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Early Wednesday morning, Georgia’s Democratic gubernatorial candidate Stacey Abrams refused to concede to Republican challenger Brian Kemp.
“Votes remain to be counted. There are voices that were waiting to be heard,” Abrams said before a crowd of supporters. “Across our state, folks are opening up the dreams of voters in absentee ballots and we believe our chance for a stronger Georgia is just within reach. But we cannot seize it until all voices are heard. And I promise you tonight we are going to make sure that every vote is counted – every single vote.”
This election has tested our faith. I’m not gonna name names, but some have worked hard to take our voices away, to scare us away, to distract us, but our vision is clear and we see the finish line…
If I wasn’t your first choice, or if you made no choice at all, you’re gonna have a chance to do a do-over. I need you to know that it is my mission to serve you, to serve Georgia, to make you proud, and for those who didn’t pick me the first time, to change your mind about me and what we can accomplish together.
You see, I learned a long time we don’t need to agree on everything, but I will always respect you, and I will do everything I can to keep you safe and help you live your best lives because that’s what leadership requires at this moment, and it is how we breathe life back into our republic when it seems to be shallow of breath.
As Abrams gave her speech, NBC News reported on screen that with 99% of precincts reporting, the gubernatorial hopeful was down by 115,362 votes, or approximately 3%.
According to The New York Times, with 100% of precincts reporting as of publication, Abrams still trails Kemp by 94,468 votes, or approximately 2.5%.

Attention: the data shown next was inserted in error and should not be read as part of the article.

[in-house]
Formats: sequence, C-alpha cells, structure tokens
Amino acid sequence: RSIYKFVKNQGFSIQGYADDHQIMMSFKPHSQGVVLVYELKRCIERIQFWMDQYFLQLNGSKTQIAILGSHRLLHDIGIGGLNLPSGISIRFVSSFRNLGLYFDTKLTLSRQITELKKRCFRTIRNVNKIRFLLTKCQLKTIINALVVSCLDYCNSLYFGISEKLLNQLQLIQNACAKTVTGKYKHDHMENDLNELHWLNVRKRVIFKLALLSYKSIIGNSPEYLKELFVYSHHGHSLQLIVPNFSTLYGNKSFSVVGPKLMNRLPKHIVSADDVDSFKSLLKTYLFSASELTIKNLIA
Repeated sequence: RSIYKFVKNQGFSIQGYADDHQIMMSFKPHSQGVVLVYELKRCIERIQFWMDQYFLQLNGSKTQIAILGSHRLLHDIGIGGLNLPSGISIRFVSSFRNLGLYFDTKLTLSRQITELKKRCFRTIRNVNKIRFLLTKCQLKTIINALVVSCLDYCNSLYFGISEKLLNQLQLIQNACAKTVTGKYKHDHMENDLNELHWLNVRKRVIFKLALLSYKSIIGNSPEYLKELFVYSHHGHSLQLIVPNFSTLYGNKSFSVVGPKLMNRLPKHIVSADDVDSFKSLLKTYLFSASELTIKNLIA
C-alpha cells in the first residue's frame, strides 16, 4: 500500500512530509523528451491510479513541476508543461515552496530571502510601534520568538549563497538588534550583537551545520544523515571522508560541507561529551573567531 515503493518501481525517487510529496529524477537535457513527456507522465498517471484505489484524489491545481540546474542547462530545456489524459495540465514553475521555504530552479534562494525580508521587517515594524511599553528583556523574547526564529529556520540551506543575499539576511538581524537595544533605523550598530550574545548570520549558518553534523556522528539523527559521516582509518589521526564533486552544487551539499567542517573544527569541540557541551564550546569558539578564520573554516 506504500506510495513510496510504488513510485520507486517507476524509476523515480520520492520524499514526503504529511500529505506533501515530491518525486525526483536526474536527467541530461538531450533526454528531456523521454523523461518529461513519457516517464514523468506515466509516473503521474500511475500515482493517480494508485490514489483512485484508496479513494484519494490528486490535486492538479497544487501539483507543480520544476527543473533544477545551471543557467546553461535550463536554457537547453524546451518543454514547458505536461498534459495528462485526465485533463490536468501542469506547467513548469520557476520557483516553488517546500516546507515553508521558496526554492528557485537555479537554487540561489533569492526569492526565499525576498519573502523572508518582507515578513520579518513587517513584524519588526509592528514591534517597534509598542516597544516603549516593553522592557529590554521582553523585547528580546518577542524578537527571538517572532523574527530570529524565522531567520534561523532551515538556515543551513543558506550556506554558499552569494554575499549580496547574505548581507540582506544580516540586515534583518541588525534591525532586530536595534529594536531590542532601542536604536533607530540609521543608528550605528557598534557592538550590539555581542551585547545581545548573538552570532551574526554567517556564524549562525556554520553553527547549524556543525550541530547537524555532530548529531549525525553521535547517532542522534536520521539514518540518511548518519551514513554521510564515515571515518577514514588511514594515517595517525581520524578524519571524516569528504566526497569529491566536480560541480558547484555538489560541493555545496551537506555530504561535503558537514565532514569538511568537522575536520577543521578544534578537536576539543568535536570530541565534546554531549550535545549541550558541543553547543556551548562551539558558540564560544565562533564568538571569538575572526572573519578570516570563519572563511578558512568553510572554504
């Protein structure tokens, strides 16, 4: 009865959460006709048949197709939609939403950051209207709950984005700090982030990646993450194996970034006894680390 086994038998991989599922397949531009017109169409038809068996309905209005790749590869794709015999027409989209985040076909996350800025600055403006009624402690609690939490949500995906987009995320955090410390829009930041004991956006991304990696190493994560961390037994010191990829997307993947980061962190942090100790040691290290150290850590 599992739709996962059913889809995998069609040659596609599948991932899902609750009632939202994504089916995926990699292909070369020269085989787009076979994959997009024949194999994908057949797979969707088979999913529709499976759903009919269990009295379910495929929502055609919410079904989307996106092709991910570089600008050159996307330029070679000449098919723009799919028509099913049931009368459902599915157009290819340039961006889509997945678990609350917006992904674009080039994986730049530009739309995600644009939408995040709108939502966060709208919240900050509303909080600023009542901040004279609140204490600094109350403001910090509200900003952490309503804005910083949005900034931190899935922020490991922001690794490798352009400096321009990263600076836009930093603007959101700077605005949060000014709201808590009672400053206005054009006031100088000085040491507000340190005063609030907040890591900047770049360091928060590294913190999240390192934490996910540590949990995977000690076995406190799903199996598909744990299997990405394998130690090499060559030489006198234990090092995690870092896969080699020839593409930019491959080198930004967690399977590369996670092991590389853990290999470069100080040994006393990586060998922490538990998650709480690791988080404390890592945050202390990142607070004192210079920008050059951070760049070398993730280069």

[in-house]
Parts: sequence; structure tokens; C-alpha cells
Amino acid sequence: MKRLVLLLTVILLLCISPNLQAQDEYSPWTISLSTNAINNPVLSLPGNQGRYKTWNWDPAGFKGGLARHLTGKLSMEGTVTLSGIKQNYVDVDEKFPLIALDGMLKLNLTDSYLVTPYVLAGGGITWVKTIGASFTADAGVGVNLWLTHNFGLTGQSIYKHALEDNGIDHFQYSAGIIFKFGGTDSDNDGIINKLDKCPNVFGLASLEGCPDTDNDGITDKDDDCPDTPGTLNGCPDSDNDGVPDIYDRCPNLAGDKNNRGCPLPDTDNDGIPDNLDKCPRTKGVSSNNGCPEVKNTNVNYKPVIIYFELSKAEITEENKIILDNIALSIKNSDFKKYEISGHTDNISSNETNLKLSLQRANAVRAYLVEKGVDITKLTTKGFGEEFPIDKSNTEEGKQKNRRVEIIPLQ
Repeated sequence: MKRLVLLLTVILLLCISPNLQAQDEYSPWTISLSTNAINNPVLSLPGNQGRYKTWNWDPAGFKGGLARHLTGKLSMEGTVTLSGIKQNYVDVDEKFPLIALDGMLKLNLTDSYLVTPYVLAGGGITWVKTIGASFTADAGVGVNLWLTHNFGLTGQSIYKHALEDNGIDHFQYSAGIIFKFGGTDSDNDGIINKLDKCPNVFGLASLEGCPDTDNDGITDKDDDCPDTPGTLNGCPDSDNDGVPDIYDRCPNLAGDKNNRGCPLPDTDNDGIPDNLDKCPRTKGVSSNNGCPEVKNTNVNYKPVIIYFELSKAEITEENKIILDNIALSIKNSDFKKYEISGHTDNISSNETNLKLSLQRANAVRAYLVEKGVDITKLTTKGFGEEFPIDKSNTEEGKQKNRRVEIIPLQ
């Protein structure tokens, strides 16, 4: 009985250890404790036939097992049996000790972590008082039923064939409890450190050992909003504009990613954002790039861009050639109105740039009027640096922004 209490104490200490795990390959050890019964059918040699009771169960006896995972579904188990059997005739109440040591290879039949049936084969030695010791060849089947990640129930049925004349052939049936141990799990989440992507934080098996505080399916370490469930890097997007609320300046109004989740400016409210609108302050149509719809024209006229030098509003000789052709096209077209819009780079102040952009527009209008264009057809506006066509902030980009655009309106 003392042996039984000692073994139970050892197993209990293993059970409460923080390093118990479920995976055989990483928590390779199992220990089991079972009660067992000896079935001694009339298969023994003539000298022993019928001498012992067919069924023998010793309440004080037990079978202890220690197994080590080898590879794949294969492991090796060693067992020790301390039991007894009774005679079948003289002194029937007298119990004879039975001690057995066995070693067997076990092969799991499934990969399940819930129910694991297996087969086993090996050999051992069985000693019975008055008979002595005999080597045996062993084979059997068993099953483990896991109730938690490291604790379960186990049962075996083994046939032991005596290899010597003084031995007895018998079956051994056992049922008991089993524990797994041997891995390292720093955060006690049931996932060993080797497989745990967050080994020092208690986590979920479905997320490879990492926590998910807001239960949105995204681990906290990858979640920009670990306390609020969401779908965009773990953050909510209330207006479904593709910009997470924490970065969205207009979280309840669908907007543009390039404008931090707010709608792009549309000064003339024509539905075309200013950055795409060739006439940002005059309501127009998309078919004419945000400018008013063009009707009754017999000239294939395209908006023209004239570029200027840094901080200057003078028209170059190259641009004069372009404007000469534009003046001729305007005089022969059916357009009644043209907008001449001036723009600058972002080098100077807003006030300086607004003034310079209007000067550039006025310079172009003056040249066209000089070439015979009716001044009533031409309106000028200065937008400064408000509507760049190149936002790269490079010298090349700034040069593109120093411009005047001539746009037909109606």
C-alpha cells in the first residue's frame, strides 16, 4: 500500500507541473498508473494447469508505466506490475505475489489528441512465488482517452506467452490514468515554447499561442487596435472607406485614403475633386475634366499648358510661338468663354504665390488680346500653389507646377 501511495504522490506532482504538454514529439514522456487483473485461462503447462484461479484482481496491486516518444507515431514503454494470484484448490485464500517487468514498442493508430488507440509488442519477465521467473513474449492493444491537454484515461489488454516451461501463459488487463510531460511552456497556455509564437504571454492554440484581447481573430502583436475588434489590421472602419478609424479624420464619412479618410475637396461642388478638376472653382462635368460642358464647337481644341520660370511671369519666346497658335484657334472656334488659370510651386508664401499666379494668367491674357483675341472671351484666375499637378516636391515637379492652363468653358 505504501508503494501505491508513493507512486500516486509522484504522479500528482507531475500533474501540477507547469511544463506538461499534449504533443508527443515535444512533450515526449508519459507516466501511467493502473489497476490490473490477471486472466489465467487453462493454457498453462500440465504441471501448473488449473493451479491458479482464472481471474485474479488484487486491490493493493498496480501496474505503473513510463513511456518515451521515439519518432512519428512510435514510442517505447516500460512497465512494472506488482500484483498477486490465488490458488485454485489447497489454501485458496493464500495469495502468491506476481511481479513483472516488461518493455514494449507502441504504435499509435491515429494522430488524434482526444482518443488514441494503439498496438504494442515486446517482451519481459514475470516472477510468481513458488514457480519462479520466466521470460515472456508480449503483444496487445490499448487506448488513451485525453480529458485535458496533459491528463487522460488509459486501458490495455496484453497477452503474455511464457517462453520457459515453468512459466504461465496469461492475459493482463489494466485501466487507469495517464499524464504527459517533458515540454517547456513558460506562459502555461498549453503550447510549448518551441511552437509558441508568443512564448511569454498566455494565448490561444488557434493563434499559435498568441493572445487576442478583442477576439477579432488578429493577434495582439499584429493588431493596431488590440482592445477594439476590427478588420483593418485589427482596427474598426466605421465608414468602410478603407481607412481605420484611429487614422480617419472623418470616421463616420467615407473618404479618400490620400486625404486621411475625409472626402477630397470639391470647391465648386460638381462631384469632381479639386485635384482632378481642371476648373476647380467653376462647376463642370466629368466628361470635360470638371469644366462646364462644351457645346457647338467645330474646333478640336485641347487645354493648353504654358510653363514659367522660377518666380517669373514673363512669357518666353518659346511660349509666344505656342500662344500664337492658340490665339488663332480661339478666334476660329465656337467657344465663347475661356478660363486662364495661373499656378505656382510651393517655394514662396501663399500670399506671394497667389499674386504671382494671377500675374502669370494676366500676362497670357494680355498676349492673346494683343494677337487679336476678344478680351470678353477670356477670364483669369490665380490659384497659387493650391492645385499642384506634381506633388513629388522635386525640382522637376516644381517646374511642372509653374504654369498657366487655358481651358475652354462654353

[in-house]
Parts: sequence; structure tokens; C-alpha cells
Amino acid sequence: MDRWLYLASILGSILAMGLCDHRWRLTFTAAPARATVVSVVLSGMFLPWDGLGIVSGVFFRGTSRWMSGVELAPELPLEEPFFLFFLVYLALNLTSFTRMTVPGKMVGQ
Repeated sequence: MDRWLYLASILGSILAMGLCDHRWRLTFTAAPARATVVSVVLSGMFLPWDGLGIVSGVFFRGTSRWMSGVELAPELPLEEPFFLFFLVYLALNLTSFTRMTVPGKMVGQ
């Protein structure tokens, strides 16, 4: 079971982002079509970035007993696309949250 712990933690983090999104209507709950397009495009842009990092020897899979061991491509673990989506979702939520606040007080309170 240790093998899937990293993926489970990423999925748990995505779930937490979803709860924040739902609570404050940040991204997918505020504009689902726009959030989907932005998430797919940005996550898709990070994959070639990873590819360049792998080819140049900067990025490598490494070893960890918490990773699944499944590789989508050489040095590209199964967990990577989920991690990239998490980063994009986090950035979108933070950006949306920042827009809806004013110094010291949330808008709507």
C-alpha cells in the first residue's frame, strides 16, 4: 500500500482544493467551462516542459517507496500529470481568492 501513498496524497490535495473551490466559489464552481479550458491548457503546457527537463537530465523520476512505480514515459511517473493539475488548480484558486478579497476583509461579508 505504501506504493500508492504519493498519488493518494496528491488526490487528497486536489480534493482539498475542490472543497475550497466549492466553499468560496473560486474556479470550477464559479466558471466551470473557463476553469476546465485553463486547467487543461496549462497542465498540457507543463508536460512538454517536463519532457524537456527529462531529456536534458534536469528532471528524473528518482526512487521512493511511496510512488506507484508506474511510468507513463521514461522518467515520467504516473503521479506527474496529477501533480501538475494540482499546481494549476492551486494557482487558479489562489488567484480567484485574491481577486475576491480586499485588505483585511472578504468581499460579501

Georgia state law dictates that if no candidate receives a majority of votes, the top two candidates enter into a runoff election. According to NBC News, such a runoff would take place on December 4.
The narrow margin of Georgia’s gubernatorial election results brings attention to the multiple allegations of voter suppression that have been made throughout the race. Republican candidate Brian Kemp currently serves as Georgia’s Secretary of State, and some have criticized his defense of a voting law known as “exact match.”
The New York Times reports that under “exact match” law, new voter registration information is checked against “the Social Security Administration database or a database maintained by the state Department of Driver Services.” If the information isn’t an exact match, the registration is moved into a “pending” status.
According to The New York Times:
The exact-match law took center stage last month, when The Associated Press obtained documents from Mr. Kemp’s office in a public records request and found 53,000 voter registrations were stuck in this “pending” status for failing to meet the exact-match standards. Nearly 70 percent of the registrants were African-American, the news agency found.
Politifact notes that voters who are placed in “pending” limbo are “notified in the form of a letter from the county board of registrars about the need to provide additional documentation.” Two years and two months “from the date of the original application…the registration is rejected” if the “pending” individual fails to provide the requisite material to verify their identity.
However, “pending” voters can cast a ballot as long as they “produce proper photo identification at their polling place,” adds Politifact.
There have been other allegations made against the Secretary of State relating to voter suppression. Kemp issued a statement in response to anger over the “exact match” law, which reads in part:
Under my tenure as Secretary of State, Georgia has shattered records for voter registration and turn-out across all demographic groups. Now, Georgia has an online voter registration website and a dedicated website for voters to get on-demand, personalized election information. Neither existed before I took office. We have a wildly successful Student Ambassador Program for 1,500 young adults to learn how to register their peers to vote, engage in civics, and participate in the electoral process. Voter registration in this key demographic group – which represents our nation’s future leaders – has doubled since I announced this new program.
Kemp added: “Despite any claim to the contrary, it has never been easier to register to vote in Georgia and actively engage in the electoral process.”